Harold Pollack is a public health policy researcher at the University of Chicago's School of Social Service Administration, where he is faculty chair of the Center for Health Administration Studies. He is a regular contributor to The Treatment. 

As the 2009 health reform debate heats up, the proposed public healthcare plan has become the main fault-line among center-left policy wonks, all of whom favor health reform but who don't always agree about about what reform really should be. Among the many components of candidate Obama's proposed healthcare plan, the public plan is the one most likely to be thrown under the bus in negotiations seeking a final bill. Many centrists are tepid about the costs and the complexity of the public plan; while many progressives see the public plan as a centerpiece of health reform.

Some economists view the public plan as too costly. They believe the plan would become the payer of choice for high-cost patients--and that its political economy would encourage expansive benefits and excessive cost growth. Insurers and providers contend that the public plan would enjoy unfair advantages over private plans, in its influence on public regulators, and most importantly, in its ability to wield excessive bargaining power over providers through its connection with the Medicare program. Some simply worry that the public plan provides an overly comfortable path to a single-payer system.

On the merits, I'm not convinced by centrist critiques of the public plan. On the politics, though, I'm tempted to take a more transactional view. Progressives just may not have the votes to push this through, however much we might wish we did. Thus two questions: Should we be prepared to compromise, and what should we be prepared to give up?

Len Nichols and John Bertko present one compromise position, in a recent New America Foundation paper, aptly titled "A Modest Proposal for a Competing Public Health Plan." Nichols is Director of the New America Foundation's Health Policy Program and one of the leading center-left experts on health reform. So this paper deserves careful attention--both on its substantive merits and as a measure of what some policy wonks are thinking inside and outside the Obama administration.

Nichols and Bertko accept many key provisions of the Administration's approach. In reforming insurance markets, these include: protections for individuals with preexisting conditions, a minimum benefit package, coverage subsidies for low-income consumers, risk-adjustment and reinsurance, having some form of National Insurance Exchange to supervise the whole thing, and perhaps a requirement that individuals purchase coverage.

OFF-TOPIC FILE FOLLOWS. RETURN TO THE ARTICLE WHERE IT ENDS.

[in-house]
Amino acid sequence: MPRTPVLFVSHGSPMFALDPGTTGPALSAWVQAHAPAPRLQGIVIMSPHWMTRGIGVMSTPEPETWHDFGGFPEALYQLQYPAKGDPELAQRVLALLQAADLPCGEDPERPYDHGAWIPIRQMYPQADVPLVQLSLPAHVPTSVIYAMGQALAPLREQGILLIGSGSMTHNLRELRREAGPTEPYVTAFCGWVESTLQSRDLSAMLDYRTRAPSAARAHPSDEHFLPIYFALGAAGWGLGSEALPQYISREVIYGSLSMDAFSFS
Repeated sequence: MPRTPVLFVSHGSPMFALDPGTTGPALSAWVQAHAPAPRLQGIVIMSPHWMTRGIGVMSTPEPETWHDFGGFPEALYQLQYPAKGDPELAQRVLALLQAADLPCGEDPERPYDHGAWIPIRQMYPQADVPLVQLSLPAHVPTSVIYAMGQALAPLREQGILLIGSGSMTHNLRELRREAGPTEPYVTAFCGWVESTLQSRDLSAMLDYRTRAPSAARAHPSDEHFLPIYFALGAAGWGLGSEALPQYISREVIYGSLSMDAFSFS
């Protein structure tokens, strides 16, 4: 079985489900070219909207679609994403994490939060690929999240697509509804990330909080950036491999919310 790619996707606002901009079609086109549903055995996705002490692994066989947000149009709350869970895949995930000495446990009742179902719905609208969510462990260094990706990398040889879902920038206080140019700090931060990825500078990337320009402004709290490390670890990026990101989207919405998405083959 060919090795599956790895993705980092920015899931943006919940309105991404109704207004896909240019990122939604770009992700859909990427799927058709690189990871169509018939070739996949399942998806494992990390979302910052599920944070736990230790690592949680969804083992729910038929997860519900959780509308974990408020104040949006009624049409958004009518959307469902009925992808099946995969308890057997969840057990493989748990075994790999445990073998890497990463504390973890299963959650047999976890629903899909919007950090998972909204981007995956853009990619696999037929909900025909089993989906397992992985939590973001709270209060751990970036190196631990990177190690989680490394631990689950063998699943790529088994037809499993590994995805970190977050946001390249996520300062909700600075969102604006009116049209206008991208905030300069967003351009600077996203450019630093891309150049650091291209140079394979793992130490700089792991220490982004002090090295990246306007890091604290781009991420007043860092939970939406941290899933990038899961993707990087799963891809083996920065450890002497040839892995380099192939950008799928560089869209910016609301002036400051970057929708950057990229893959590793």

They further suggest: "Some analysts, including the authors, think that a market comprised exclusively of private plans can achieve satisfactory performance with these reforms." This is a familiar vision to those who have followed the Massachusetts reforms. Although I greatly admire the Massachusetts efforts, a national program should do more. For reasons enumerated by Jacob Hacker and then debated by Jonathan and Diane, a public plan remains essential.

Be that as it may, Nichols and Bertko present a useful blueprint of what a public plan might look like that genuinely "levels the playing field" in competing with private plans. Many of their points would be accepted by even strong advocates of a public plan. The public plan should not enjoy special regulatory advantages. It must be actuarially sound (presumably in some risk-adjusted sense if it attracts the sickest consumers) and not receive special public subsidies for the same classes of patients. It should depart from key specifics of the Medicare program. Nichols and Bertko usefully summarize the experience of state employee health plans that include coexisting public and private plans.